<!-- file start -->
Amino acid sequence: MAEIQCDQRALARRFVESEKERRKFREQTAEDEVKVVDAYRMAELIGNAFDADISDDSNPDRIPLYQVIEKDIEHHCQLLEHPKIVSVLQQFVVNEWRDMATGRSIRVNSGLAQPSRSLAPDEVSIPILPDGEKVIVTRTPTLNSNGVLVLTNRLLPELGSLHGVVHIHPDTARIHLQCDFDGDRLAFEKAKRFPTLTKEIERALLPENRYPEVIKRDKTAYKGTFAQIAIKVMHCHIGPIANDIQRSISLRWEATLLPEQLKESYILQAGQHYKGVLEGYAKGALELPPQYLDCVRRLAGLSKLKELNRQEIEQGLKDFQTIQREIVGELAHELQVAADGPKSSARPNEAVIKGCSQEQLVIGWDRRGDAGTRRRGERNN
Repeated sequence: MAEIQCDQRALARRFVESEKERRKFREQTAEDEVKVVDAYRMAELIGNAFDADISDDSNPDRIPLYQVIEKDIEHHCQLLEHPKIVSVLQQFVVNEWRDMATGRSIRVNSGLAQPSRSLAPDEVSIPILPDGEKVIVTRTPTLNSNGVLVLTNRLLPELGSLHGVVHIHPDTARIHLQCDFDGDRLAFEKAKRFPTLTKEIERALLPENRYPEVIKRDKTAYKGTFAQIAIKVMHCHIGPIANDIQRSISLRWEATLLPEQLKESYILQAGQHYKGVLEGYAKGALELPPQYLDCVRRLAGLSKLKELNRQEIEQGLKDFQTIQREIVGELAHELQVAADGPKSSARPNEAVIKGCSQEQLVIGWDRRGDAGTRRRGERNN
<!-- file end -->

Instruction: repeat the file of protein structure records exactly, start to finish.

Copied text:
Amino acid sequence: MAEIQCDQRALARRFVESEKERRKFREQTAEDEVKVVDAYRMAELIGNAFDADISDDSNPDRIPLYQVIEKDIEHHCQLLEHPKIVSVLQQFVVNEWRDMATGRSIRVNSGLAQPSRSLAPDEVSIPILPDGEKVIVTRTPTLNSNGVLVLTNRLLPELGSLHGVVHIHPDTARIHLQCDFDGDRLAFEKAKRFPTLTKEIERALLPENRYPEVIKRDKTAYKGTFAQIAIKVMHCHIGPIANDIQRSISLRWEATLLPEQLKESYILQAGQHYKGVLEGYAKGALELPPQYLDCVRRLAGLSKLKELNRQEIEQGLKDFQTIQREIVGELAHELQVAADGPKSSARPNEAVIKGCSQEQLVIGWDRRGDAGTRRRGERNN
Repeated sequence: MAEIQCDQRALARRFVESEKERRKFREQTAEDEVKVVDAYRMAELIGNAFDADISDDSNPDRIPLYQVIEKDIEHHCQLLEHPKIVSVLQQFVVNEWRDMATGRSIRVNSGLAQPSRSLAPDEVSIPILPDGEKVIVTRTPTLNSNGVLVLTNRLLPELGSLHGVVHIHPDTARIHLQCDFDGDRLAFEKAKRFPTLTKEIERALLPENRYPEVIKRDKTAYKGTFAQIAIKVMHCHIGPIANDIQRSISLRWEATLLPEQLKESYILQAGQHYKGVLEGYAKGALELPPQYLDCVRRLAGLSKLKELNRQEIEQGLKDFQTIQREIVGELAHELQVAADGPKSSARPNEAVIKGCSQEQLVIGWDRRGDAGTRRRGERNN